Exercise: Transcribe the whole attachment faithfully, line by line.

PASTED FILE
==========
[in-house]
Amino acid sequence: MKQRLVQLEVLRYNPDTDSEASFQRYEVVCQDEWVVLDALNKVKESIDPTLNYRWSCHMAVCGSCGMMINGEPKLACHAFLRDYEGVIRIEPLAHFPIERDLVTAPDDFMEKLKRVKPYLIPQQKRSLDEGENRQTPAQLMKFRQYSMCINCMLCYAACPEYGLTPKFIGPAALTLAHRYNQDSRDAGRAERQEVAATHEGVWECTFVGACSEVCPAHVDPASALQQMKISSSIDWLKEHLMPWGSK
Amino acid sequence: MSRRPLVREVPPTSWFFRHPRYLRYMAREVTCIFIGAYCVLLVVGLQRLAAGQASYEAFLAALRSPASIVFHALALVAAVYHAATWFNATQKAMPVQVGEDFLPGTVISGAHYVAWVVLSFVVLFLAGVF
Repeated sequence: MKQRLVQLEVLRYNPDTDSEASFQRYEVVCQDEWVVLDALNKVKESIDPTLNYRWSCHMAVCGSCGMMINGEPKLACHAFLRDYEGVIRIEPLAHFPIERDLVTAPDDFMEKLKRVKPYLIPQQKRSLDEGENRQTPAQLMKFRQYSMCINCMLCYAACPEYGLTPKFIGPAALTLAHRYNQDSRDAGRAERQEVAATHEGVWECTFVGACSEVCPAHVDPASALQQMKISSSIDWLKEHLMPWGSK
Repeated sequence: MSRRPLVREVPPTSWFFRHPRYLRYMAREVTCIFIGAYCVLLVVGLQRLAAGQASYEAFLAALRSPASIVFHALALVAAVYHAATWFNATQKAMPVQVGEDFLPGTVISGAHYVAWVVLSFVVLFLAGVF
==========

[in-house]
Amino acid sequence: MKQRLVQLEVLRYNPDTDSEASFQRYEVVCQDEWVVLDALNKVKESIDPTLNYRWSCHMAVCGSCGMMINGEPKLACHAFLRDYEGVIRIEPLAHFPIERDLVTAPDDFMEKLKRVKPYLIPQQKRSLDEGENRQTPAQLMKFRQYSMCINCMLCYAACPEYGLTPKFIGPAALTLAHRYNQDSRDAGRAERQEVAATHEGVWECTFVGACSEVCPAHVDPASALQQMKISSSIDWLKEHLMPWGSK
Amino acid sequence: MSRRPLVREVPPTSWFFRHPRYLRYMAREVTCIFIGAYCVLLVVGLQRLAAGQASYEAFLAALRSPASIVFHALALVAAVYHAATWFNATQKAMPVQVGEDFLPGTVISGAHYVAWVVLSFVVLFLAGVF
Repeated sequence: MKQRLVQLEVLRYNPDTDSEASFQRYEVVCQDEWVVLDALNKVKESIDPTLNYRWSCHMAVCGSCGMMINGEPKLACHAFLRDYEGVIRIEPLAHFPIERDLVTAPDDFMEKLKRVKPYLIPQQKRSLDEGENRQTPAQLMKFRQYSMCINCMLCYAACPEYGLTPKFIGPAALTLAHRYNQDSRDAGRAERQEVAATHEGVWECTFVGACSEVCPAHVDPASALQQMKISSSIDWLKEHLMPWGSK
Repeated sequence: MSRRPLVREVPPTSWFFRHPRYLRYMAREVTCIFIGAYCVLLVVGLQRLAAGQASYEAFLAALRSPASIVFHALALVAAVYHAATWFNATQKAMPVQVGEDFLPGTVISGAHYVAWVVLSFVVLFLAGVF